My dad had been fighting on his own a presumably viral infection for the past 7 days, but today it took a turn for the worse. His fever jumped up to 38.1 C (100.5) which to anyone else would simply mean a day home from work. For him, it's an automatic stay at the hospital with the full work up. The IV antibiotics have begun. The cultures have been drawn. The chest x-ray was normal so no pneumonia (I guess my lung listening skills have become honed because I had told my parents no pneumonia that I could tell). Now the waiting game begins...

August 18, 2012

it's never about hypertension

     At the top of each chart there is always a Chief Complaint (or CC).  It's what the patient is here about today.  Or, at least what they told the nurse when they came in.  The problem is it's NEVER about the chief complaint.  Sure, a patient may have diagnosed hypertension.  Their CC may state "follow up for hypertension".  And they may in fact not have very well controlled hypertension (chances are they don't).  But that's rarely why the patient came in.  Inevitably, there is something else going on in their life which prompted the visit.  Some new ache.  Some old pain.  Some new symptom.  Some newly observed finding on their elbow.  Some completely fabricated symptom.  The uncontrolled hypertension is what is most likely going to cut their life short but whatever is hurting in their elbow is what is weighing most heavily on their mind.  Hypertension, high cholesterol, or diabetes for the most part, are mostly symptom free.  So why worry about something that you can't feel?  So you make a deal, albeit not explicit, with the patient.  You will address their concern but in return, they agree to actually take their lisinopril, or increase their dose of insulin.  It requires some bargaining, some threatening of tough love, and sometimes pleading.  It's the art of medicine.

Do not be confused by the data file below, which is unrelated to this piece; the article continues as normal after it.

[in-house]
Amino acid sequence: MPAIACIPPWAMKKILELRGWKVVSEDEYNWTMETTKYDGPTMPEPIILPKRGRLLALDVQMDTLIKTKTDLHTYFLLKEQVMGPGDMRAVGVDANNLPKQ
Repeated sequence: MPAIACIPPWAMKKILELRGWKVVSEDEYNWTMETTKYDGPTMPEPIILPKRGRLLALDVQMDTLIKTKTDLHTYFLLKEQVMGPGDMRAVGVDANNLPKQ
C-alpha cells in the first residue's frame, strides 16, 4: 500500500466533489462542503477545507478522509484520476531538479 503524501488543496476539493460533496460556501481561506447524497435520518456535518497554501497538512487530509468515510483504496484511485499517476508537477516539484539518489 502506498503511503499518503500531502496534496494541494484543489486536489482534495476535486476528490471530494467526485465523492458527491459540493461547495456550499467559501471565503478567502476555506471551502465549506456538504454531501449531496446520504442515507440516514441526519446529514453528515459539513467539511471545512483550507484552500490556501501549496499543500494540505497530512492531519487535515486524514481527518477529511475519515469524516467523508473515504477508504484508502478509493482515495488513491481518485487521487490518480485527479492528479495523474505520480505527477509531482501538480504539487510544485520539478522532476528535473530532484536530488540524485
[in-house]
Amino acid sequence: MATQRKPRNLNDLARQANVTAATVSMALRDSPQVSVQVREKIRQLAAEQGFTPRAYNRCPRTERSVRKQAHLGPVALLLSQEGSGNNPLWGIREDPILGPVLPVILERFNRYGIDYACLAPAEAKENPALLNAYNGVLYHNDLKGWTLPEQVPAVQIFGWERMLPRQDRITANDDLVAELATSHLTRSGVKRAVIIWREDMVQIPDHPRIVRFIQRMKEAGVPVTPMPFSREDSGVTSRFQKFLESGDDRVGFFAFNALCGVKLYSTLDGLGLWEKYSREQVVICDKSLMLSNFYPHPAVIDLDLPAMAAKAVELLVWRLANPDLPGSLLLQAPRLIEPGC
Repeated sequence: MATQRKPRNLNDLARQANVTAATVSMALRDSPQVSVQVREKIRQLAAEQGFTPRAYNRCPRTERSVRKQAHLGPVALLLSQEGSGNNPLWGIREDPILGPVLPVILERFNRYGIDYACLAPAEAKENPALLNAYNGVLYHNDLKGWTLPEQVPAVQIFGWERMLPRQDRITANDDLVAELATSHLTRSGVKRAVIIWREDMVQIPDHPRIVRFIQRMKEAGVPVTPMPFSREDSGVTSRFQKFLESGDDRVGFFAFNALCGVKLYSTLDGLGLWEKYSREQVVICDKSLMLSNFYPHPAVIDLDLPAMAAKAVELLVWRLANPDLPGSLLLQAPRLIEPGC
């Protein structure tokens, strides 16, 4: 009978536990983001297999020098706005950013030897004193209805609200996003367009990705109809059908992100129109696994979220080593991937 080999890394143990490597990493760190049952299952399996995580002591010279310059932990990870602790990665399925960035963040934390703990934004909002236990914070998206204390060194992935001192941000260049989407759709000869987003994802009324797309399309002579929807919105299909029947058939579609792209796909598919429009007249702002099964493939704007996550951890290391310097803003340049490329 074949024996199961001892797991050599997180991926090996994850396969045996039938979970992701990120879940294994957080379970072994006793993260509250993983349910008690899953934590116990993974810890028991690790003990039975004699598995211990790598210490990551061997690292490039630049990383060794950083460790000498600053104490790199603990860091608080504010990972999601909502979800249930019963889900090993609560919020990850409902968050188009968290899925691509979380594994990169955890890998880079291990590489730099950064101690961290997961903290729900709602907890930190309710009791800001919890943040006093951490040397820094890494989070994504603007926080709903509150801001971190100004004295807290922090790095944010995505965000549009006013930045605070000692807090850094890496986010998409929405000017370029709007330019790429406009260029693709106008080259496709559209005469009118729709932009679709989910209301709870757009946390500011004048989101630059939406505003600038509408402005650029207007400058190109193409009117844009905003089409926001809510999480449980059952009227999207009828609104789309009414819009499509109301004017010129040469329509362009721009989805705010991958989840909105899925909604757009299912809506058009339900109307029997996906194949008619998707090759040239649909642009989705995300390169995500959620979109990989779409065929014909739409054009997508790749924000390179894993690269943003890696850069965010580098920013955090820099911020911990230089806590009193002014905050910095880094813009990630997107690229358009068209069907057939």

August 15, 2012


     What's that thing on my face?  It's a strange feeling.  Using muscles that I'm not used to using.  It's a bit awkward but spontaneous.  Oh, yeah, it's a smile!  Maybe it's that I'm no longer buried in endless texts, or that my dad is doing well, or that I'm out in the "real world" again, or that my grief has matured into a healed scar.  And I know that this feeling will probably go away when I get my STEP I score, or when I have to take the board exam for family medicine, or perhaps when I hate my next rotation.  But for right now, at this moment, I am enjoying myself and that is enough.

August 12, 2012

roots of pain

     I don't even remember why she came in.  Most likely something to do with pain or arthritis.  But given my prior life experiences, I know that physical pain and emotional pain are inextricably tied together.  So I underhandedly steered the interview towards how she was doing emotionally.  There is no specific strategy that works for all, or even most patients.  It's an ebb and flow that one just gets a feel for by trial and error.  In other words, a relationship.  The patient begins to open up and turns to me and says, "I don't know why I'm even telling you this.  I ain't ever told anybody this."  She pauses a minute, wags her finger at me in a revelatory manner, "You're going to be a good doctor.  Uh-huh.  You're easy to talk to.  A good doctor."

August 4, 2012

drug seeker